x
tractor image by David G from Fotolia.com

How Do Hydrostatic Drive Systems Work?

Growth Trends for Related Jobs

In a society increasingly dependent on our machines and the motors that drive them, knowledge of their inner workings is essential for modern people. A hydrostatic drive system is distinct from many more common motors, with its freedom from fixed gears.

Significance

...
tractor image by David G from Fotolia.com

A lack of fixed gears allows hydrostatic drive systems to be much more flexible in their running speeds. This reduces fuel costs and maintenance requirements. It also allows the total system to be much lighter, providing the same amount of torque from a motor sometimes as much as half the weight of an equivalent single or multiple-motor drive system.

Function

A hydrostatic drive system exploits the facts that liquids lack a shape of their own and have a fixed volume; that is, they are incompressible but infinitely malleable. There are several liquid-filled cylinders in a hydrostatic drive system, to transmit power from the motor to the pump and within the motor itself. In the motor proper, several cylinders serve as connections between the opposing ends, and revolve around a central shaft.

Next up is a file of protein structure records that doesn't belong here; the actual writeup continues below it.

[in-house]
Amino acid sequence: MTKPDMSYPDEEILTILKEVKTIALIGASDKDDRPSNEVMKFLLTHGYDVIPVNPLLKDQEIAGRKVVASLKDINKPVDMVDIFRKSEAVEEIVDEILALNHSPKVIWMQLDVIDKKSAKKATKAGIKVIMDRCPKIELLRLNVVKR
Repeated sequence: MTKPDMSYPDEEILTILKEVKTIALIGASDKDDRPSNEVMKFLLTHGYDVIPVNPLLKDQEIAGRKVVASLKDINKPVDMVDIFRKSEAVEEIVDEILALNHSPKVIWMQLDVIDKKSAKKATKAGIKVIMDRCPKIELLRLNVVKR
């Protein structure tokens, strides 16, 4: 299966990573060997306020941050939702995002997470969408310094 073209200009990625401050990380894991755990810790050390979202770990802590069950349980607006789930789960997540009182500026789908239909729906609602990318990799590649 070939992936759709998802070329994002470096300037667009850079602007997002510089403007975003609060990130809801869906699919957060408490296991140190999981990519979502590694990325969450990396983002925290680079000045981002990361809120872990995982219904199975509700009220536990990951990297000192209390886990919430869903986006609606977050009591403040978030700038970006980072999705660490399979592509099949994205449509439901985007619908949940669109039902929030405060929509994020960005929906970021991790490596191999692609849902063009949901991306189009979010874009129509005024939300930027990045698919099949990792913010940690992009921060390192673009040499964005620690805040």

Video of the Day

Brought to you by Sapling
Brought to you by Sapling

Effects

...
Motor image by Conny from Fotolia.com

Since the liquid is incompressible, any force applied to one end is transferred in its entirety to the far end of the piston. The hydrostatic system uses this principle by running connections between the different pistons. The force of the liquid moves in one piston and then causes movement in the other, and this sliding then is translated into a force between the two pistons. This movement is translated into the wheels on either end of the motor, creating the "torque" for which the motor is required.

About the Author

Kate Lane has been writing since 2000, when she was selected for the North Carolina State Young Writers program. She has written for the "Stanford Daily" and been a writing tutor both at Stanford and in Bay Area high schools. She recently received her Bachelor of Science degree at Stanford University in mathematics, with a minor in linguistics.

Cite this Article